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Should I switch to Fastrack?

A common question is whether to switch from traditional Lionel tubular track to Fastrack, or from traditional American Flyer track to the new S-gauge Fastrack.

If you make the switch, I stand to possibly make a couple of bucks from affiliate links. But my integrity is worth more than a couple of bucks, so let’s talk this through.

Fastrack vs. traditional track

should I switch to Fastrack

Fastrack has some convenience advantages over older types of track. Image credit: Roy Luck/Flickr

A lot of people have plenty of ideas for what other people ought to do with their money. I’ve seen it plenty of times with the eyerolls I’ve gotten when I suggest people just might be able to make what they already have work.

I add extra ties to my traditional track. It adds a split second to the suspension of disbelief, while still looking like 1950s track.

Another common argument is the wider diameter of the newer track, but you can get wide curves for your existing track. O42 or wider track will work even better than the O36 Fastrack does. It’s a lot cheaper to just replace the curves than it is to replace everything. Straights aren’t terribly expensive, but once you start talking about replacing switches and crossings, the dollars pile up fast. If you already have switches and crossings, it’s probably worth holding on to them.

Advantages of Fastrack

For floor layouts, the integrated plastic roadbed is great. It holds together well even if the surface isn’t perfectly flat, and it keeps whatever dirt is on the floor out of your trains and the grease and oil that’s in your trains off the floor. That’s a win-win.

It also, of course, looks quite a bit more realistic than the track it replaced. The fake plastic look complements Plasticville fake plastic buildings well.

If a high degree of realism is what you want, it helps to apply a wash and add a bit of ballast to the edges, but the effects can look good. Adding extra ballast is optional of course.

Disadvantages of Fastrack

If you disassemble the track a lot, the grips on the underside of the track weaken and start to break, especially after age starts to take hold. Tubular track wears out too; just keep in mind that Fastrack isn’t immortal either.

Then, of course, there’s the issue of noise. It’s loud. Sticking carpet pad underneath the plastic roadbed helps a bit. The same trick works for the older Marx plastic roadbed track.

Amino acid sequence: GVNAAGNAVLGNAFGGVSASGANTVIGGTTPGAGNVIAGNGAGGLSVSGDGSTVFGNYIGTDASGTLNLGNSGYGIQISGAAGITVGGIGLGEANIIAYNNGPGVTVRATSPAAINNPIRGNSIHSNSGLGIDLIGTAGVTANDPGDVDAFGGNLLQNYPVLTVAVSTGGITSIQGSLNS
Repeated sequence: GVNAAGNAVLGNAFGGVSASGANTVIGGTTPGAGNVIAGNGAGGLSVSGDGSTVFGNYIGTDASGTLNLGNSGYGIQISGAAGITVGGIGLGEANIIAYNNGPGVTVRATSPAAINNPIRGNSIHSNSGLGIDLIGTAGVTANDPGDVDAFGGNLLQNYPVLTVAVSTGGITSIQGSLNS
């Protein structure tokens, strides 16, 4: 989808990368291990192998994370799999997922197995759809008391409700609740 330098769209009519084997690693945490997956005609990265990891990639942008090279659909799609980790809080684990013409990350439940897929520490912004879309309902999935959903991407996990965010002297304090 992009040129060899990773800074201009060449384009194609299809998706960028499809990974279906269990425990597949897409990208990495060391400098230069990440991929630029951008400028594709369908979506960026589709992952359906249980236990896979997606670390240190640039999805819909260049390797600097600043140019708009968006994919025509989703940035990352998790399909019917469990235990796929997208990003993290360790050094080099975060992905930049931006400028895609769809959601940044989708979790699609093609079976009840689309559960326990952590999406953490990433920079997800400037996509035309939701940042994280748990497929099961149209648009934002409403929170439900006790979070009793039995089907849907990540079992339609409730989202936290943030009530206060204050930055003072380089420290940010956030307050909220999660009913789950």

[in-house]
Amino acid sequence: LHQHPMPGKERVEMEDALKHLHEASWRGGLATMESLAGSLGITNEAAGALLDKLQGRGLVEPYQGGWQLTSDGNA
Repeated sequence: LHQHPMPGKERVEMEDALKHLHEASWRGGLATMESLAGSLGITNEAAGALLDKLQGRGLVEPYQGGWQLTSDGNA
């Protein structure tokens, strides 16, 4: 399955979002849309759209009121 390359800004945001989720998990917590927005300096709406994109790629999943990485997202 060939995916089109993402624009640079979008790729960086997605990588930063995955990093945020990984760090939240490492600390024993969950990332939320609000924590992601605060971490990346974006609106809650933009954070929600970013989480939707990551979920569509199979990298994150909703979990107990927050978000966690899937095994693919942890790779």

Finally, some types of trains won’t run correctly on Fastrack switches and crossings. Anything Lionel made in the last 75 years or so will be fine, but some other brands of trains, particularly Marx and some early prewar American Flyer, don’t do well on anything other than a simple loop of Fastrack, so keep that in mind.

Advantages of traditional track

Tubular track was made for more than a century, stopping only for World War II, so there’s a glut of it on the used market. Used tubular track is cheap. When you buy a lot of it on Ebay you’ll probably pay more for the shipping than for the track. Just make sure whatever you buy matches what you already have.

The original A.C. Gilbert American Flyer track wasn’t made as long, but it’s not expensive either.

The traditional forms of track can wear out, but it’s not difficult to fix minor problems with it.

Disadvantages of traditional track

Some people just don’t like the look of it, finding it too toy-like. If that’s the case for you, then you probably ought to think about some other kind of track.

Putting tubular track pieces together can sometimes be a bit difficult–though Fastrack requires a bit of force itself. If you’re having trouble getting tubular track together, I have some tips for that.

Ballasting tubular track is certainly an option, and many people think it makes it look better. But it’s more work to lay down track and then ballast it than it is to just snap together some Fastrack and screw it down to the table.

Mixing track

Maybe you like Fastrack but can’t afford to replace all of your track at once. You can mix track types in most cases, and this may ease the financial burden of transitioning.

In conclusion

Maybe you’re interested in what I use, and maybe not. If not, you can stop reading now. I’ve been using Fastrack around my Christmas tree since about 2004. On my layout I use O27 tubular track. I had a lot of it to begin with and over the years I picked up a lot of it cheap. I’m more of a traditionalist than a scale modeler, so I want my layout to look like something out of the 1940s. While there are people who use Fastrack with postwar trains, I think the traditional track is a better look for it.

Ultimately you have to decide what’s going to make you happier. Spending less on track means more money to spend on other things. Then again, most of us have far more trains than we can run at one time, and track stays on the layout all the time, so if splurging on track means one or two fewer trains, that trade-off may be worth it. But it’s not my decision to make. My job is to give you the pros and cons and help you make a more informed decision. Whichever direction you choose, I wish you the best.

Here’s some video of my friend Jim setting up a loop of Fastrack. He also shows a few other types of track.

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